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I'm rendering a page where part of the page is a FORM -- rendered via a partial. The submit button on that form posts to my controller via Ajax (using JQuery .post()). When the controller action takes over there are two possible execution paths:

  1. The form data is valid. In this case the controller updates the database with a new record and then returns an HTML table by rendering a PartialView (and returns a ViewResult).

  2. The form data is invalid. In this case I want to re-render the original form -- with the validation failures highlighted. I believe I can do this with a different PartialView invocation.

On the client side, in the completion javascript function, I have to differentiate between the success and failure cases because the DOM target for the returned HTML will be different. I guess I could inspect the HTML for some known element to differentiate the cases, but it seemed to me that a better solution would be to return a JSonResult that contains a boolean status in one field and the HTML in another.

I know how to return a JsonResult from the controller. However, I need to be able to capture the HTML from the PartialView calls in order to stick that text into the field. Does anyone know:

(a) how to do this, and/or

(b) a better way to approach the situation.


Update 8/20/2009

I think I am coming close to what I want with this code:

        ViewEngineResult viewEngineResult = ViewEngines.Engines.FindPartialView(this.ControllerContext, "HospitalDoseList");
        ViewData.Model = hospitalStay;
        ViewContext viewContext = new ViewContext(ControllerContext, viewEngineResult.View, this.ViewData, this.TempData);
        using (StringWriter writer = new StringWriter()) {
            viewEngineResult.View.Render(viewContext, writer);
            string html = writer.ToString();
            JsonResult jsonResult = new JsonResult();
            jsonResult.Data = new {Status = true, Html = HttpUtility.HtmlEncode(html)};
            return jsonResult;

However, the html string is coming up blank where I expected it to contain the HTML that would normally be rendered to the response stream via a call to

return PartialView("HospitalDoseList", hospitalStay);
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I would go with your idea to return the json result with the HTML and a status but instead of status being a boolean it might be a little better to make it an enumeration of some kind in case you want more than just a status of success/failure – cptScarlet Aug 19 '09 at 1:48
Sure. That makes sense. I don't know how to grab the HTML strings from the PartialView calls. – Howard Pinsley Aug 19 '09 at 1:54
Sorry, I'm not familiar with MVC but maybe this link will help you. – cptScarlet Aug 19 '09 at 2:03
Well, after I posted my code snippet, I came across this post that indicates that the TextWriter parameter to IView.Render is ignored?!… – Howard Pinsley Aug 21 '09 at 1:34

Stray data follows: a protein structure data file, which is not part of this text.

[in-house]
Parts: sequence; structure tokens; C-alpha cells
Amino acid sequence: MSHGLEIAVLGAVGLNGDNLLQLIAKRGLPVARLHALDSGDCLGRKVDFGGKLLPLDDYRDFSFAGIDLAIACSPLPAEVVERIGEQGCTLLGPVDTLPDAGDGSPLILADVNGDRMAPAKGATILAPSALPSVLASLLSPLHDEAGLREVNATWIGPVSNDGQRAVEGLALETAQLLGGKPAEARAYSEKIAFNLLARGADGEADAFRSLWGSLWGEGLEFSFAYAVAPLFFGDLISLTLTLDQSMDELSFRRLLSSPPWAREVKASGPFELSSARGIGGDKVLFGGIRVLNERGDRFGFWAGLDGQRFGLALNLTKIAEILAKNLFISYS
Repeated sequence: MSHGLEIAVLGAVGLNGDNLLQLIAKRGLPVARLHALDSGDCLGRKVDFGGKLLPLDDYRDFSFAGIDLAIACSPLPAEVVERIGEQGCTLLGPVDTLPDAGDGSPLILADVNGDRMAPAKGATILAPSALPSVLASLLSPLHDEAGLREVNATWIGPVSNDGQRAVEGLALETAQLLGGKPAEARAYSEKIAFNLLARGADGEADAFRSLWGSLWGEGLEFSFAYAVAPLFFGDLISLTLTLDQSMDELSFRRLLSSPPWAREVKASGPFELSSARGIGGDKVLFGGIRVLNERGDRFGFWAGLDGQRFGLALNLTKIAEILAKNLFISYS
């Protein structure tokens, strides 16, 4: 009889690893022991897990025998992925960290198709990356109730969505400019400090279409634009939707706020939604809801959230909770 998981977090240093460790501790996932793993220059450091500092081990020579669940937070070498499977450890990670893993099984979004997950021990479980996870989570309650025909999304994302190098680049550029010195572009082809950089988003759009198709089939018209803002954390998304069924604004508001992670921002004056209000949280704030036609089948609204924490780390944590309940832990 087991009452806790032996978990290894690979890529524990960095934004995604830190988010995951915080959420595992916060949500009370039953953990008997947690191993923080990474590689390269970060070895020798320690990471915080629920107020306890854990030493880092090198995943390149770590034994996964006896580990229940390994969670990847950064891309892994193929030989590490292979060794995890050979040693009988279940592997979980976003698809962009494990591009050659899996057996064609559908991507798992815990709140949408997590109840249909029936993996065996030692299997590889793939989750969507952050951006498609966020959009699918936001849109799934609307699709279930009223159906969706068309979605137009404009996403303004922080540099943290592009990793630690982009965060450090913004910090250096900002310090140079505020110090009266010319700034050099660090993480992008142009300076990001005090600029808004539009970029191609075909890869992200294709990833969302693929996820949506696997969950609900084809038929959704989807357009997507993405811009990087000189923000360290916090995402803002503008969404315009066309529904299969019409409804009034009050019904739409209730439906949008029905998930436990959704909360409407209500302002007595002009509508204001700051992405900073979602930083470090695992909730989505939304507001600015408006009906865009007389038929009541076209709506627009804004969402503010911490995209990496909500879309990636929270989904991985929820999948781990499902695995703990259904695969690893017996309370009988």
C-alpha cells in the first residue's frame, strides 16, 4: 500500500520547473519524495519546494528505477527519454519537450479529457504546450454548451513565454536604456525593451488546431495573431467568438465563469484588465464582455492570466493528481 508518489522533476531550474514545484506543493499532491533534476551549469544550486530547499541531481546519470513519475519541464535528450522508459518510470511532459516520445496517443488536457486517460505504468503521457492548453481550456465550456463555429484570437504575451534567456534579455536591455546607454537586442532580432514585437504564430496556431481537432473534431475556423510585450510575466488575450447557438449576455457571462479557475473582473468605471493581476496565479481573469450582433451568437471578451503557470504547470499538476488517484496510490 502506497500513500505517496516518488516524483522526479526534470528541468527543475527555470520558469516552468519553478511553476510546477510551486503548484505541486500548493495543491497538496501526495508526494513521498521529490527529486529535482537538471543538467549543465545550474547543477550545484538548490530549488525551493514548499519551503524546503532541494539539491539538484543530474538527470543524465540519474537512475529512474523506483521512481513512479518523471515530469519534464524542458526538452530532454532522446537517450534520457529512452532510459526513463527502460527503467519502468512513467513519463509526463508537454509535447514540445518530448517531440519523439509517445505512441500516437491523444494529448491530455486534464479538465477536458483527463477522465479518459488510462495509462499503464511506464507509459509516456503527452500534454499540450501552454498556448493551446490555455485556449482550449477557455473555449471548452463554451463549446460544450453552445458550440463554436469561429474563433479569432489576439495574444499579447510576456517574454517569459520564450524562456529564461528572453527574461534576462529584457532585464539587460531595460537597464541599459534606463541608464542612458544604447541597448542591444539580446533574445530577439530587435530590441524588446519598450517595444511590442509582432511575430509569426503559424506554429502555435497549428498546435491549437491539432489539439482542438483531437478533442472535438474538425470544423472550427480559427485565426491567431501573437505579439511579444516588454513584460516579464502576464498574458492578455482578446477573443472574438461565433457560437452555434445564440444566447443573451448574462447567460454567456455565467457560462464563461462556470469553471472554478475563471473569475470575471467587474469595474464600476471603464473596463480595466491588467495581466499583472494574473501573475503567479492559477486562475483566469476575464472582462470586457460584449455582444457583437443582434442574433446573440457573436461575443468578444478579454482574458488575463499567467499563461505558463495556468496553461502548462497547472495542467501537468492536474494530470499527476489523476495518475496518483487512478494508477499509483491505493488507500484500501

2 Answers 2

I would suggest that the easiest thing to do would be to have separate validation and post actions triggered by the submit button. You'd first do an AJAX validation/post that returns JSON status and potentially an array of validation errors (strings). Actually an empty list would probably suffice as evidence of success so you could possibly omit the status. Once you've done your server side validation, then invoke another action via AJAX that would retrieve the data to display. This action would render a partial view and return HTML.

share|improve this answer
That's an interesting idea. However, I'd like to leverage the Html.Validation extension methods in the View which display the validation errors in the ViewData's ModelState. – Howard Pinsley Aug 19 '09 at 2:36

I was going to stick this in a comment but it was too much text...

The pattern of returning an AJAX status code is very common, check out my post here: and this blog post:

As to the partial view, you're a bit out of luck - ViewResults need to have ExecuteResult() called on them, which then renders the html directly to the Response. You'll need to come up with a different strategy, perhaps something like tvanfosson suggested.

share|improve this answer
I thought I saw something about IView.Render that allowed rendering the view to something other than the Response stream (e.g. a memory stream). I'll do some more digging along those lines... – Howard Pinsley Aug 19 '09 at 3:36
I already did that digging.. it doesn't get you too far unfortunately. The problem is that PartialView.View is null until you call ExecuteReader().. and then if you try to call Render() on the View, it just returns an empty string, since it's been rendered and released by the view engine. If you do find a way though, please post it. – womp Aug 19 '09 at 4:13

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